Kc Simmons
gardener
Posts: 551
Location: Central Texas
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I raise Angoras & other wool breeds in my show rabbit herd, and almost always use the wool in the garden after seasonal clipping since I'm not a proficient spinner, yet, and end up with a few wheelbarrow loads of clipped wool every 3 months.
I've found it works well as mulch, in compost, and to keep soil from coming out the bottom of pots. I've recently started using it in my buried hugels as a nitrogen source, and because it holds water like a sponge.
I also use it for nesting box material for my poultry (Angora rabbit wool is the warmest natural fiber).
It definitely does break down (eventually)... But more slowly than other organic materials. It seems to break down more quickly when it's mixed with wood chips mulch, manure, or compost. Of course, rabbit wool is different in texture/density than human hair, so I don't know how that may impact the ability for it to break down.
 
s. lowe
pollinator
Posts: 733
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I have a friend who runs a small herd of sheep and goats she uses for fiber arts stuff. She regularly uses scrap/waste fiber as mulch in her garden. She puts most straw and wood chips on top as they come available. It doesn't seem to build up in her soil and her veggies bump so there's another data point
 
Tereza Okava
gardener
Posts: 1606
Location: South of Capricorn
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nearly three years ago in January, my daughter and her boyfriend both shaved their heads. They put the hair in my garden but apparently didn`t bury it deep enough, or maybe even just spread it around, because to this day I am finding clumps of long hair. I always put dog hair and other random hair (hairballs, from sweeping the floor, lint from the washing machine, etc) into my organic trash, which goes into bokashi and then gets buried, and I never see it again, but this hair is still kicking around. (when I find it, I bury it.) I see people on youtube using large amounts of hair or feathers, but it seems to be overwintered under mulch or a tarp.
 
Kc Simmons
gardener
Posts: 551
Location: Central Texas
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I've recently been using wool/hair as a "screen" around the compost cage in my keyhole project in an effort to keep the sandy soil from falling through the openings and filling the cage before I get the compost built up. (https://permies.com/t/130581/permaculture-projects/Sunken-Raised-Hugel-Keyhole-Lasagna)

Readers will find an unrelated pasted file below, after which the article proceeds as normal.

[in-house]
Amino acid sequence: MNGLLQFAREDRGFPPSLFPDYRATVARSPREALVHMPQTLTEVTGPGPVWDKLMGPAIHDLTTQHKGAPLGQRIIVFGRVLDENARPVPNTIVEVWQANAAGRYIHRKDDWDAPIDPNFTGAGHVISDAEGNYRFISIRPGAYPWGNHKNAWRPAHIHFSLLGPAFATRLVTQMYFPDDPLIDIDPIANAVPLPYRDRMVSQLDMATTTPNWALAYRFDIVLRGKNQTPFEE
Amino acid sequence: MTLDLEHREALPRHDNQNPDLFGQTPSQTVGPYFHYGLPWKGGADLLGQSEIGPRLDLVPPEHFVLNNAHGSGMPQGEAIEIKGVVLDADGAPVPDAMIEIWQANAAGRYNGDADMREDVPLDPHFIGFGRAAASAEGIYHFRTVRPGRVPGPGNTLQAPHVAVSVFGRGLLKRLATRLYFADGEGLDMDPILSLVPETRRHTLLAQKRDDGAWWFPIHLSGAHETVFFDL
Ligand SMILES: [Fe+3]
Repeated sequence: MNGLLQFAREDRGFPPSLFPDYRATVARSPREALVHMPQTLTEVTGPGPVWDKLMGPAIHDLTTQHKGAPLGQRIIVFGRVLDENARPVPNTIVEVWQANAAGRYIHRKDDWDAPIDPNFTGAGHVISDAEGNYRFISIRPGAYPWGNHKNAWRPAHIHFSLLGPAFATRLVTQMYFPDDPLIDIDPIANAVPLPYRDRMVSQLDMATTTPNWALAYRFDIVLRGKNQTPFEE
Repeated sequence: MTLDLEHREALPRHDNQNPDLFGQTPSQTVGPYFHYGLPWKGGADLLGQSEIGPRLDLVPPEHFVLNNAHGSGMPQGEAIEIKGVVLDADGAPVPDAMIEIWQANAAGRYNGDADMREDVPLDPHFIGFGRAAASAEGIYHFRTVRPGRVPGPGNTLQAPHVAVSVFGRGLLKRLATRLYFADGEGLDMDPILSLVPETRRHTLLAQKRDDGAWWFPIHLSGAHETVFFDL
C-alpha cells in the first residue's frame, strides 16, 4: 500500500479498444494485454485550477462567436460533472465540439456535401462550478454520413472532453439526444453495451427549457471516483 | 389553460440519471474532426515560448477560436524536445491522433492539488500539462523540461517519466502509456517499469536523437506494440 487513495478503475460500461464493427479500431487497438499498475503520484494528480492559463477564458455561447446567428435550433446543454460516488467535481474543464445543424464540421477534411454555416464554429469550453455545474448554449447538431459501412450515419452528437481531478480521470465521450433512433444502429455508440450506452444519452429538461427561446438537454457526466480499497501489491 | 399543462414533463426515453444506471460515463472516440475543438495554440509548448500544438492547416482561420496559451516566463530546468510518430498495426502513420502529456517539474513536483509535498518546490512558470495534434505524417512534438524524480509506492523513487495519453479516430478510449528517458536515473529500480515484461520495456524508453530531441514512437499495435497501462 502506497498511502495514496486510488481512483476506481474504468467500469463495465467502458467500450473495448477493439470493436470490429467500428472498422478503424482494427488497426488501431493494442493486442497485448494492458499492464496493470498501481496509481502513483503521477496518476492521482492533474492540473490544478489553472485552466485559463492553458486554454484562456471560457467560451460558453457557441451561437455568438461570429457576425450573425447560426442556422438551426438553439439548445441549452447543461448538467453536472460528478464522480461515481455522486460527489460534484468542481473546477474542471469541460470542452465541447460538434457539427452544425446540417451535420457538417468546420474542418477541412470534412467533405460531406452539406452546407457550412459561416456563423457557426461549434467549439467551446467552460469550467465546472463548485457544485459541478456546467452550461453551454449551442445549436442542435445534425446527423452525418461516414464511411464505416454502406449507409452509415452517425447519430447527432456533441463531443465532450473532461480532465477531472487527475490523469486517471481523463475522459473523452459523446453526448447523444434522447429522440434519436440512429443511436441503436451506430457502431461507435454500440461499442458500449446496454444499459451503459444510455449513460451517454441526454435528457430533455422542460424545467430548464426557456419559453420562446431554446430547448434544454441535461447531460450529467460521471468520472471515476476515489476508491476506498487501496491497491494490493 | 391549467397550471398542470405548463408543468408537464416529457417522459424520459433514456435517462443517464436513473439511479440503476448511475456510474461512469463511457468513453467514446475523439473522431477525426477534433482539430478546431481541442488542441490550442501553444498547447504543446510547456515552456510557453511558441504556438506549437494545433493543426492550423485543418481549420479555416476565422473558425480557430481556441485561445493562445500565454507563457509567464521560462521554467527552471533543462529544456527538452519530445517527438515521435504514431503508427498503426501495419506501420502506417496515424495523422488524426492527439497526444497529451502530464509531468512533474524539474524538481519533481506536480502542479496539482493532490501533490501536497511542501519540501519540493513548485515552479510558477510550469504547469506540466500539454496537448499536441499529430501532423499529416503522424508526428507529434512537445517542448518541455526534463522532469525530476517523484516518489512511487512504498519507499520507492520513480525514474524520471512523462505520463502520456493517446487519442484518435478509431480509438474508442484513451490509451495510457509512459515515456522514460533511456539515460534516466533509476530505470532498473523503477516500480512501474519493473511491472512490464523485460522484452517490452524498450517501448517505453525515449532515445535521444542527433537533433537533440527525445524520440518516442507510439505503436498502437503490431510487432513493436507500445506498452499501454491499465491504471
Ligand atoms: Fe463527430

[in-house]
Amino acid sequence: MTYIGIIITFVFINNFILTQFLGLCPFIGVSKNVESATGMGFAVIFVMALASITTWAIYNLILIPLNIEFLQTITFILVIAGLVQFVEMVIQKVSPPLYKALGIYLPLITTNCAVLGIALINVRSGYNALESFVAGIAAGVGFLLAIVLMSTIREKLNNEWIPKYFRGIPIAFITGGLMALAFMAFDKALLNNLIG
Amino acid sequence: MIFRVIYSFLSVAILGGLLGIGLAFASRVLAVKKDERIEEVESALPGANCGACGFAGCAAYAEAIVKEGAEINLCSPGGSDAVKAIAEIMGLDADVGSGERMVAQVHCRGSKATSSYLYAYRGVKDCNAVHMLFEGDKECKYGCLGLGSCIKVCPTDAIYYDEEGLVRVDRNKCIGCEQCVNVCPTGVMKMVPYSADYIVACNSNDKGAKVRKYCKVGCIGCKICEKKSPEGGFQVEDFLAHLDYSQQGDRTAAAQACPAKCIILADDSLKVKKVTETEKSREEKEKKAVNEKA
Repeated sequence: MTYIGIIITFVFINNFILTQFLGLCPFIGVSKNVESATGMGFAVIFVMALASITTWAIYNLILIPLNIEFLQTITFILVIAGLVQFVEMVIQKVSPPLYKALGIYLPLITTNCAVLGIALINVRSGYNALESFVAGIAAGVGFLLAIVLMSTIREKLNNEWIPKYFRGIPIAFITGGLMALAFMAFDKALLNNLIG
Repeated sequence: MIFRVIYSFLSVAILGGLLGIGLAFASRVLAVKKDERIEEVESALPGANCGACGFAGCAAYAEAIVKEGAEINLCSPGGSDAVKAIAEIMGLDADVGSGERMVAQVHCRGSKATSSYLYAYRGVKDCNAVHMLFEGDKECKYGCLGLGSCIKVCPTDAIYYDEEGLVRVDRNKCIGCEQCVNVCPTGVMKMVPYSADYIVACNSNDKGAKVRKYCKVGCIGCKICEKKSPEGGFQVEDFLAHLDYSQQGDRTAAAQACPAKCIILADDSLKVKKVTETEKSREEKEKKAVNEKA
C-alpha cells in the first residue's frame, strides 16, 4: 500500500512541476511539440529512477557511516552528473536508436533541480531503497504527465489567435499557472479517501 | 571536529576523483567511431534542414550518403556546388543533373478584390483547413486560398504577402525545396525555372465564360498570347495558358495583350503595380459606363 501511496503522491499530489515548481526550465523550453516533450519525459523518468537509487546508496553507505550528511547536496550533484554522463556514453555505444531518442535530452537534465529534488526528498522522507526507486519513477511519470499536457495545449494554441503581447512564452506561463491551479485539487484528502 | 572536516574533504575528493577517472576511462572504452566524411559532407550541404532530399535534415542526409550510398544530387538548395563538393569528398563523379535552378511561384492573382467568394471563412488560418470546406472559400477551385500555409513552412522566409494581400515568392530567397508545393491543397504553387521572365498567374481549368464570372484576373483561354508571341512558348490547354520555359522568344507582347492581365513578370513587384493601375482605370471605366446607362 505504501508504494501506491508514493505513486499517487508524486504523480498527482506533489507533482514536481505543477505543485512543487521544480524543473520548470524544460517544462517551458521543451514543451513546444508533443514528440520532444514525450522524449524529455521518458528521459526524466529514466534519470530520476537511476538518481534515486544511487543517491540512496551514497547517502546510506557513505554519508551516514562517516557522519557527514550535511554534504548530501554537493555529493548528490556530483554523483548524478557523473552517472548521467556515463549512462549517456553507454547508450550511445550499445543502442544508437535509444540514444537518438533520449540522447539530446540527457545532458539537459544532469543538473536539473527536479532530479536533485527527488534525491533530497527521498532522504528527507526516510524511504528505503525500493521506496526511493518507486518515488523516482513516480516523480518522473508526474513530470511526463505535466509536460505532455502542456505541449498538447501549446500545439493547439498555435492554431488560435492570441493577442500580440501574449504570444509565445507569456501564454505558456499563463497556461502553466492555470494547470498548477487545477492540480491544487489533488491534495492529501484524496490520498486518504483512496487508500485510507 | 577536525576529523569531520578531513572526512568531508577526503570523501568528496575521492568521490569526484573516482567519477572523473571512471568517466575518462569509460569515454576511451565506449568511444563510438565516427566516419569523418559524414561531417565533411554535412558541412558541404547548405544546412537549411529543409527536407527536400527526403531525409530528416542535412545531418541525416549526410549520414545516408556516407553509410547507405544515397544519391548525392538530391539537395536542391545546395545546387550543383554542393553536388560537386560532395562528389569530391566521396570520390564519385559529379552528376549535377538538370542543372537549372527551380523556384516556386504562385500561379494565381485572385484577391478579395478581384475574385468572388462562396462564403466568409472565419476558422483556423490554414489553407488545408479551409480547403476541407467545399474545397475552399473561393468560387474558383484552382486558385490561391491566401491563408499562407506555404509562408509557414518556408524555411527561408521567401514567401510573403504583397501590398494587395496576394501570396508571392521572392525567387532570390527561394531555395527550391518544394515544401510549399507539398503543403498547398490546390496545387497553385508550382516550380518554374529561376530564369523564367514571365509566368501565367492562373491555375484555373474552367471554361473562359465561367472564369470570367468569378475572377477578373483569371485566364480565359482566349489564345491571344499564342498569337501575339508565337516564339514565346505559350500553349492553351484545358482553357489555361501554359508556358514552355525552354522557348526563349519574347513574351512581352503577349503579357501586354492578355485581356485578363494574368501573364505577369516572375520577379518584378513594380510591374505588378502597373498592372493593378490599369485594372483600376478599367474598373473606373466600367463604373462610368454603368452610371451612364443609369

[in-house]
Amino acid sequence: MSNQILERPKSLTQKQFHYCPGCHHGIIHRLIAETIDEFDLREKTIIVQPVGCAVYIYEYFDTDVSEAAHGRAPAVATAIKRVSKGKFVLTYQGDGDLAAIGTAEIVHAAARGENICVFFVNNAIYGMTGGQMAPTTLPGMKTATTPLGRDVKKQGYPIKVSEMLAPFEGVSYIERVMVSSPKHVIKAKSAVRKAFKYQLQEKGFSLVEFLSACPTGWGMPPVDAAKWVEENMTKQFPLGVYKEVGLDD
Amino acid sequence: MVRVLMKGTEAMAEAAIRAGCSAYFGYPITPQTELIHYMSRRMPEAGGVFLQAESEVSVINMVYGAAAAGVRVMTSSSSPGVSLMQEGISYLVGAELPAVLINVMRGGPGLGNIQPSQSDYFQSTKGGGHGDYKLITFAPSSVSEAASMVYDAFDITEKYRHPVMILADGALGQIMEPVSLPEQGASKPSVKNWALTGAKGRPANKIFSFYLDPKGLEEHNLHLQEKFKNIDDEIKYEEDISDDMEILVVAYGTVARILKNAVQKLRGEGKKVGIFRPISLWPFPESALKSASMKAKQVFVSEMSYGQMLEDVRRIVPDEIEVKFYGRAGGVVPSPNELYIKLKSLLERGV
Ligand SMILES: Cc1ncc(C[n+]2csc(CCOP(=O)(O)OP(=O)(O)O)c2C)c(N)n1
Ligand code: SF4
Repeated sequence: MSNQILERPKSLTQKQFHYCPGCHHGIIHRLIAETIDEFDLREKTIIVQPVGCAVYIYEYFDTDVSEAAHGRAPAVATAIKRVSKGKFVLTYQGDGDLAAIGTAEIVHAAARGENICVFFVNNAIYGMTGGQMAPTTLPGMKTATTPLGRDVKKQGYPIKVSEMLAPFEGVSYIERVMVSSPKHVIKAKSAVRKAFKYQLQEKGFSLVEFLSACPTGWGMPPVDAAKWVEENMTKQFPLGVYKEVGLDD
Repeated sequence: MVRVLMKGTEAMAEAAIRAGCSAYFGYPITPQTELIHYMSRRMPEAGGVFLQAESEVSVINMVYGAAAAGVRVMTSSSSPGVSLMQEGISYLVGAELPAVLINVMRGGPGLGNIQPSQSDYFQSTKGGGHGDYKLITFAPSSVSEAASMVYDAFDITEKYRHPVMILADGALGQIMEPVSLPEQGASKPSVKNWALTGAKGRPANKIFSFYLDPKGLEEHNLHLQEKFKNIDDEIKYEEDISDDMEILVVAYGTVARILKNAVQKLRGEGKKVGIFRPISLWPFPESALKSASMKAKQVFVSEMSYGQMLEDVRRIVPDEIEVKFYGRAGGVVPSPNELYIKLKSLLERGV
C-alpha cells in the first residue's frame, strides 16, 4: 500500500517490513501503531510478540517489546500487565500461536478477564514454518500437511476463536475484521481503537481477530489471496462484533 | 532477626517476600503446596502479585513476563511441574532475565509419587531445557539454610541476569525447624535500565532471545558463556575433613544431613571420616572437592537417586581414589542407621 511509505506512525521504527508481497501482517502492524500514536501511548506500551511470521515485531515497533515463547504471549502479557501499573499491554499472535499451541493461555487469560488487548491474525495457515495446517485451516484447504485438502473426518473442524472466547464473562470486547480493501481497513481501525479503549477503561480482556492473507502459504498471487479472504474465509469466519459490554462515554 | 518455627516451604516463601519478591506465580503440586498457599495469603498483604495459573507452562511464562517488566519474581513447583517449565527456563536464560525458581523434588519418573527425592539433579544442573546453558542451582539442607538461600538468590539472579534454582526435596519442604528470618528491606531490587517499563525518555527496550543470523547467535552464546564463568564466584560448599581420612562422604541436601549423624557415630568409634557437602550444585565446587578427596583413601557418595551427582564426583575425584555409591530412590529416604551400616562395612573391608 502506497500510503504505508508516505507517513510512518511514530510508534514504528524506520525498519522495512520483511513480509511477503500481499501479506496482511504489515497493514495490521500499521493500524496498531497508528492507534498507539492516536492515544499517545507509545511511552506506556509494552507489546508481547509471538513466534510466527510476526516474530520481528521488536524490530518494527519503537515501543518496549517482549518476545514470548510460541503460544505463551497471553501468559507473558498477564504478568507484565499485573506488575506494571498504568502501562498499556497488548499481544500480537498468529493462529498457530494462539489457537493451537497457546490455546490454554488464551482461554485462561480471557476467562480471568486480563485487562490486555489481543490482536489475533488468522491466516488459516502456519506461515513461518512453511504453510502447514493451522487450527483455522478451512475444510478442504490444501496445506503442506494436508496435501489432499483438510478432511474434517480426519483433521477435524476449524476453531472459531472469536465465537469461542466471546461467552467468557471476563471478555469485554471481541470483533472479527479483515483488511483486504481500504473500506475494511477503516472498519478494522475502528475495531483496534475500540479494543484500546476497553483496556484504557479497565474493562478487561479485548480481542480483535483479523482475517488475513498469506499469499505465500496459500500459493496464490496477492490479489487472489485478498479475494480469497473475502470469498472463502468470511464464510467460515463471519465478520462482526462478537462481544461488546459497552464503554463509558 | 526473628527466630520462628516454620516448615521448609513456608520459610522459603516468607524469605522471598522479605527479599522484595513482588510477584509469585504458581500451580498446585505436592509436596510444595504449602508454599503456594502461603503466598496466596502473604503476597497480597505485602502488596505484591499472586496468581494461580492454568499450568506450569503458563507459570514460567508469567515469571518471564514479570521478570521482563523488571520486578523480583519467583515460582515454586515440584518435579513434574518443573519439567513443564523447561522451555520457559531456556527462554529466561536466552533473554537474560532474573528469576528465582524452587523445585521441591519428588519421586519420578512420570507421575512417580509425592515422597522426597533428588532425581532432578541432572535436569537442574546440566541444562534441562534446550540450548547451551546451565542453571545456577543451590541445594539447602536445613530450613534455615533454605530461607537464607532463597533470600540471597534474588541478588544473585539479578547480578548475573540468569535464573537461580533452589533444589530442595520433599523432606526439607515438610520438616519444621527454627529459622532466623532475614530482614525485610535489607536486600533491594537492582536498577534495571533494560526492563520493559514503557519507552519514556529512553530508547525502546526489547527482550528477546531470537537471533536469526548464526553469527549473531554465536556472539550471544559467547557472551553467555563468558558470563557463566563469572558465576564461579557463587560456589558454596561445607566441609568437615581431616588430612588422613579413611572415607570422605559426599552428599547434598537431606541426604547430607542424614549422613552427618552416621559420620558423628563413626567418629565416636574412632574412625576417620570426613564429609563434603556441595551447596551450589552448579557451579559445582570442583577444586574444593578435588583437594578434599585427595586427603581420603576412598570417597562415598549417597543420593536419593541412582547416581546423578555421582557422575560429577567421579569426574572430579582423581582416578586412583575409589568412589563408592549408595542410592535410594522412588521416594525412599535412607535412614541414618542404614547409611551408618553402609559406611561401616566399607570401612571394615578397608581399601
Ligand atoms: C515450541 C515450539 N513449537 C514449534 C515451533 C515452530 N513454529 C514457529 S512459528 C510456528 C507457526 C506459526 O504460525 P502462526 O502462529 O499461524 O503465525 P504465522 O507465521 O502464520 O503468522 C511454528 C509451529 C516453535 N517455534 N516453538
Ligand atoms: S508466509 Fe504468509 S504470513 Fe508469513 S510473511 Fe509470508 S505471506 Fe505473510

In my observations I've noticed that the hair at the bottom has already broken down quite a bit after only a few weeks. I assume this is due, in part, to the rabbit manure I used in filling the bed, as well as the high moisture level in the bottom of the bed/cage. While the bed isn't "hot," I would think the nitrogen in the manure, combined with the wool, shredded leaves, and woody bits, has allowed it to warm up a little; especially on the days I pour the contents of the urine jug over the hair.
Since the wool I use on the surface of the garden, as mulch, tends to go months before breaking down, maybe it's the combo of the moisture and the heat that is the key to getting it to compost quickly?

I also put some balled up rabbit wool in the worm bins a few days ago to see how it does as bedding/food. The worms seem to love laying their cocoons in balls of long-fibered sphagnum, so I'm curious to see if they'll do the same with the wool balls.
 
Jura Rafal
Posts: 27
Location: Planet Earth, Europe, Upper Silesia
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As far As I can remember from my 20-years-ago-classes the hair creatinine has a strong propensity for absorbing heavy metals due to tiol group pesence  ( te -SH group
with excellent chelating properties).
Thus their concentration in hair can  be as much as 50 times higher  than in blood and urine.

 
This tiny ad is suggesting that maybe she should go play in traffic.
BWB second printing, pre-order dealio maybe (poor man's poll)
https://permies.com/t/147624/BWB-printing-pre-order-dealio